One of the biggest factors that came into play this offseason when it came to roster moves was adding three-point shooting. The Detroit Pistons were 28th in the league last year in three-point shooting percentage, a putrid ranking. Shooting and floor spacing is a staple of Stan Van Gundy’s offense, and last year Detroit sorely lacked adequate shooting.
Van Gundy quickly worked to address that issue, as he drafted Luke Kennard with the 12th pick in the 2017 NBA Draft. But Kennard alone would not fix the problem.
Detroit’s first move of free agency was the signing of 6’3″ combo-guard Langston Galloway. Van Gundy inked him to a three-year deal, locking him up until he is 28 years old. After playing the first two seasons of his career with the New York Knicks, Galloway spent time with both the New Orleans Pelicans and the Sacramento Kings last season.
With Reggie Jackson and Ish Smith manning the point guard position for Detroit, Galloway will likely spend the majority of his time on the court as an off-ball guard. While last year he played 75 percent of his minutes at point guard, Detroit has a need for him at the shooting guard spot.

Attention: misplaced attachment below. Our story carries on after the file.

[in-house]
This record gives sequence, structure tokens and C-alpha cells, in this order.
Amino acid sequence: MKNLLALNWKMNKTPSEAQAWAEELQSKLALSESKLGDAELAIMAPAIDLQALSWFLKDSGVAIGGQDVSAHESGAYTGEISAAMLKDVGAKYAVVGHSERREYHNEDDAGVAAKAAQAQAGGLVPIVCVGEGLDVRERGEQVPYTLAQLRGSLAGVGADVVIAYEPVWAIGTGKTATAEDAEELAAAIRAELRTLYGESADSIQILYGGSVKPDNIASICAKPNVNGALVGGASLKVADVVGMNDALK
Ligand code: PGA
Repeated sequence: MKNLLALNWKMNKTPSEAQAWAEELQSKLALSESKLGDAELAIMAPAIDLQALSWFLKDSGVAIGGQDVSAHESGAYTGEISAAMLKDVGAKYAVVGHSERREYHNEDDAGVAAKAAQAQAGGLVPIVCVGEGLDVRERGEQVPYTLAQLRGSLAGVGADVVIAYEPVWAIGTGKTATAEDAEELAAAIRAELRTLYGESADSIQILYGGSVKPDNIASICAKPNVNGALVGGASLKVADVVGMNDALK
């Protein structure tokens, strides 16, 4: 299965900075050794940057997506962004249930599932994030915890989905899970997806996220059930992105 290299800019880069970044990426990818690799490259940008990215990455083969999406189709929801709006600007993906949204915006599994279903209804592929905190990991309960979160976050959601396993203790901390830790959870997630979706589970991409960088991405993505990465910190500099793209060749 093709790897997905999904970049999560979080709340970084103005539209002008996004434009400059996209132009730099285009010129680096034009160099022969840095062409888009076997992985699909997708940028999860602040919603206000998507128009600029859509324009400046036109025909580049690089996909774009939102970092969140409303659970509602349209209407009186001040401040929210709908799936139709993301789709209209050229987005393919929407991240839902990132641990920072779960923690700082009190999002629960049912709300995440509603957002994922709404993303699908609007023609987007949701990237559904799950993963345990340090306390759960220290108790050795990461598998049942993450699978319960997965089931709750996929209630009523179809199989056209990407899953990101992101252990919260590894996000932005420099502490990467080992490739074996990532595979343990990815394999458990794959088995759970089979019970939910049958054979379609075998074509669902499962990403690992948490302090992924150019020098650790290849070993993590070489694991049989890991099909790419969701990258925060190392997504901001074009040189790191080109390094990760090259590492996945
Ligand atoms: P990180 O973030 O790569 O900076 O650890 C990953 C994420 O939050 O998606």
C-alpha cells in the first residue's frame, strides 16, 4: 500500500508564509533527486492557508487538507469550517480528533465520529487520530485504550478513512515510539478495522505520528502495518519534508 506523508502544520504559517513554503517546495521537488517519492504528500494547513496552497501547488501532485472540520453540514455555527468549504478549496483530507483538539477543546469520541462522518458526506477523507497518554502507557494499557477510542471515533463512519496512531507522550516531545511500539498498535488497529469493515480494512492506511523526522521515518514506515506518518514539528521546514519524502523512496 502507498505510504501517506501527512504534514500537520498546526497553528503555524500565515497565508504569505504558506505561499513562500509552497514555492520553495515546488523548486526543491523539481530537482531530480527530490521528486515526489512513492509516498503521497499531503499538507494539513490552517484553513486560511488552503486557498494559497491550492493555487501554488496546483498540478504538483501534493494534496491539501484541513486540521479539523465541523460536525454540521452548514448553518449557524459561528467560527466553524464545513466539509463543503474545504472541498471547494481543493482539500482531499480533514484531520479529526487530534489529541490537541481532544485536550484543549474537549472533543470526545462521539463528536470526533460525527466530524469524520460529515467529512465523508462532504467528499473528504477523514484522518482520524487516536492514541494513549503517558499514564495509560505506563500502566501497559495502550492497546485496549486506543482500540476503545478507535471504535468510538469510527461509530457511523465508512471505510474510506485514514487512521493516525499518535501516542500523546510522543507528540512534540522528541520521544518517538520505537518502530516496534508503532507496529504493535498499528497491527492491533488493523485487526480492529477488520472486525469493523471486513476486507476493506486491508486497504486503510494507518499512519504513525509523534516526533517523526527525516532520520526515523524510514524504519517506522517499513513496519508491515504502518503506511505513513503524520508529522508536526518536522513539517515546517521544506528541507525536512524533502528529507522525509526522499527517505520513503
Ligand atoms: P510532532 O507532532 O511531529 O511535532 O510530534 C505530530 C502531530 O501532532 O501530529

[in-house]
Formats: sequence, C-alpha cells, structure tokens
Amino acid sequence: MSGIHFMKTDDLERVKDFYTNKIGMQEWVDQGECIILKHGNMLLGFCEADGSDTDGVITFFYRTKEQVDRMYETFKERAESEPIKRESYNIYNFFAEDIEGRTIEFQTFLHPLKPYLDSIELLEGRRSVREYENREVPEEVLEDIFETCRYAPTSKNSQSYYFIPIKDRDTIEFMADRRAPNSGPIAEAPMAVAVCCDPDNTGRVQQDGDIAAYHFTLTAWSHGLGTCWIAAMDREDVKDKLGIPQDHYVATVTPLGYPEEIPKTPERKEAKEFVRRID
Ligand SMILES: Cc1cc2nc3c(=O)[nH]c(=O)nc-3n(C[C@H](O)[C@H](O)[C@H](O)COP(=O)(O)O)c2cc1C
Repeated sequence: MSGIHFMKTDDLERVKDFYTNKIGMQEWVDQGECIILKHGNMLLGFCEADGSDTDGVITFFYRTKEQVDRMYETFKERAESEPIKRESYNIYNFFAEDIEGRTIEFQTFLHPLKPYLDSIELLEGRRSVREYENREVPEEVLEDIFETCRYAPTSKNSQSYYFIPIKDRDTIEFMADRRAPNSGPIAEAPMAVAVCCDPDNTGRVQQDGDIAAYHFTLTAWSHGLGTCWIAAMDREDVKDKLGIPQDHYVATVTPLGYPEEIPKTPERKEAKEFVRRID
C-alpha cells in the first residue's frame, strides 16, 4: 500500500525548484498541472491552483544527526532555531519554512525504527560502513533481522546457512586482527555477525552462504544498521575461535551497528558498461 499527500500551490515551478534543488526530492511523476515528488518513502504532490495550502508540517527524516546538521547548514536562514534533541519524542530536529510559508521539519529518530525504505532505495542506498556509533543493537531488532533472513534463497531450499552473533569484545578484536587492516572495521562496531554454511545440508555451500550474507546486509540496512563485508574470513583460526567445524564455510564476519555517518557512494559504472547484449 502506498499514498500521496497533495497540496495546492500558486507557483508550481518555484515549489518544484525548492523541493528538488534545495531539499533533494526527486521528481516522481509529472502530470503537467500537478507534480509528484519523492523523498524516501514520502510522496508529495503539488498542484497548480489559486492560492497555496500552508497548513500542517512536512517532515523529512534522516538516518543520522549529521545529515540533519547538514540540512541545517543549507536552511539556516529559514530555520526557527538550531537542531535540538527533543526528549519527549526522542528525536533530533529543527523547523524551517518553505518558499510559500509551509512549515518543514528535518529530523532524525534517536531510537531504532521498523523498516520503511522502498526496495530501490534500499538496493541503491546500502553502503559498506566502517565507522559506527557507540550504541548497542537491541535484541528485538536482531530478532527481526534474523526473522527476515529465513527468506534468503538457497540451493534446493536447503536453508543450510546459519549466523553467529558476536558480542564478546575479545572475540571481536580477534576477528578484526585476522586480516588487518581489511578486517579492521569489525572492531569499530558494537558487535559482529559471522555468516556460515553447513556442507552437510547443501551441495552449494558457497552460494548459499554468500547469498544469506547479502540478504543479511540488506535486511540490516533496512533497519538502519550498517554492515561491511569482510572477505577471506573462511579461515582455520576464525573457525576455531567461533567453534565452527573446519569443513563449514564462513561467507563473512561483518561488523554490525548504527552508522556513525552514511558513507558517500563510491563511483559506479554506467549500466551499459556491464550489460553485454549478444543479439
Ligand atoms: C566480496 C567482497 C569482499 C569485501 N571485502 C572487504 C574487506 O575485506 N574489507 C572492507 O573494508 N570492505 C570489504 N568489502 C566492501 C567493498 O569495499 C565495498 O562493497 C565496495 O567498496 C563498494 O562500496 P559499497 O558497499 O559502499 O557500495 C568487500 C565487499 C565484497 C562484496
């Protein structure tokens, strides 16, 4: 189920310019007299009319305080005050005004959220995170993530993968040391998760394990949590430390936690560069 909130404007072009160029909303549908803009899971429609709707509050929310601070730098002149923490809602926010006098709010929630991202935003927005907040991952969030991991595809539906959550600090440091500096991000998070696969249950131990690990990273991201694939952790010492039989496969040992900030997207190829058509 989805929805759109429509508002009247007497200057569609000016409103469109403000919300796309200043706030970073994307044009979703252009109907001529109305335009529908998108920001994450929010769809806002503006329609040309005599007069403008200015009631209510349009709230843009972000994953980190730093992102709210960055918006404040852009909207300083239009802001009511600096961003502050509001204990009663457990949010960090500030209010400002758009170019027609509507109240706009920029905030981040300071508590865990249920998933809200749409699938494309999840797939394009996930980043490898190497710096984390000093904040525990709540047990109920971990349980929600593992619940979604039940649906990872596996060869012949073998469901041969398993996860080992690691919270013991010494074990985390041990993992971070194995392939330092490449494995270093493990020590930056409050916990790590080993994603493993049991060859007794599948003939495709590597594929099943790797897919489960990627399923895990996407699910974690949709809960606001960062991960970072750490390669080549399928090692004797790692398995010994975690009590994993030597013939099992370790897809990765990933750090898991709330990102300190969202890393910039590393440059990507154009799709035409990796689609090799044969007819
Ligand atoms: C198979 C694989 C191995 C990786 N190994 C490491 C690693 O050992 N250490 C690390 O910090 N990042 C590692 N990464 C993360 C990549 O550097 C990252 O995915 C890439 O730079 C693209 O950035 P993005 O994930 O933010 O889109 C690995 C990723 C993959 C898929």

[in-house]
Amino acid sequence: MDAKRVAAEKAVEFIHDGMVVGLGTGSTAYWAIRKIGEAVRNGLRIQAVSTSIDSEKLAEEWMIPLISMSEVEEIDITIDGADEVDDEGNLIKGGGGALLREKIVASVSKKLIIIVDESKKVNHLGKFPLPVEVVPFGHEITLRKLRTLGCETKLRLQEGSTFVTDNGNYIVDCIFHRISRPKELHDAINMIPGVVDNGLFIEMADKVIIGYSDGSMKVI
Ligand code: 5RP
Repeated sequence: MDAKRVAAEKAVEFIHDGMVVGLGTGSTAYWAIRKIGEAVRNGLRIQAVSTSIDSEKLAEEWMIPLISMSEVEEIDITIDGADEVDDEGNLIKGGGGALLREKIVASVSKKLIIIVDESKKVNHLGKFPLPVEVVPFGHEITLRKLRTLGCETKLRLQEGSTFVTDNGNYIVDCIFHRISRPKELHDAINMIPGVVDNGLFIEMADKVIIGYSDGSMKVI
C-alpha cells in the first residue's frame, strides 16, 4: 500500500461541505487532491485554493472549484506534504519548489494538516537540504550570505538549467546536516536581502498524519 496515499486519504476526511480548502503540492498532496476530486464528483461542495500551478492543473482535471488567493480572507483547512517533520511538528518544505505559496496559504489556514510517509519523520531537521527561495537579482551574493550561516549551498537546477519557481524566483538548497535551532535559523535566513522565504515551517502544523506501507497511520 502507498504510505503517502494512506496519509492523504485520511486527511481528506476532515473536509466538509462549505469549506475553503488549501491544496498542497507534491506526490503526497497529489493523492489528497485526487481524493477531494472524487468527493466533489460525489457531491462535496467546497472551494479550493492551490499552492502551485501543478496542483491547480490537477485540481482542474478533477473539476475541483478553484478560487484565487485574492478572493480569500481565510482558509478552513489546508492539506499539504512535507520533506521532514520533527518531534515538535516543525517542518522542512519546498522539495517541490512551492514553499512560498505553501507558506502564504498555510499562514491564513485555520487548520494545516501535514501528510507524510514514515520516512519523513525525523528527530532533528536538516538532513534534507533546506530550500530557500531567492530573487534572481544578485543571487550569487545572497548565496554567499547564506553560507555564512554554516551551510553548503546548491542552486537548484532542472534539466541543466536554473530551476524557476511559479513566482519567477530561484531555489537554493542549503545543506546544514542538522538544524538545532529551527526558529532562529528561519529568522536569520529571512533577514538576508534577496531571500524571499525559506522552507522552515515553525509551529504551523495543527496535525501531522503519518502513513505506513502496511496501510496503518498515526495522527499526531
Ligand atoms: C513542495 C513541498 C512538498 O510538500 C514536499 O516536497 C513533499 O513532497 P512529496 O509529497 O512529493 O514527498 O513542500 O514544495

After being traded by New Orleans at the Trade Deadline last year, Galloway played 19 games with the Kings. He showcased supreme efficiency scoring the ball, as he averaged six points per game on 40.4 percent shooting from the field and 47.5 percent shooting from deep. He also averaged 1.8 rebounds and 1.5 assists per game.
Galloway’s range is his best ability on the court, as he can shoot the long ball from just about anywhere.
— Aaron Johnson (@AJohnsonNBA) July 10, 2017
The St. Joseph’s product will provide Detroit with solid depth at both guard spots, but he could face competition for the backup minutes that seeming should be his.
Luke Kennard displayed an array of capabilities throughout the Orlando Summer League, as he scored the ball, created for himself and his teammates, and shot efficiently. Reggie Bullock, always a steady contributor when his number is called, should also receive consideration for playing time next year.
As of now, Galloway should be considered the favorite to receive backup shooting guard minutes. Considering the experience he has and the contract he signed, it makes the most sense for him to see the floor more than Kennard or Bullock.
Galloway has much to prove, as many have said the Pistons overpaid for him. With a better team surrounding him, it seems plausible that Galloway could improve and be a key figure for Detroit’s second unit.
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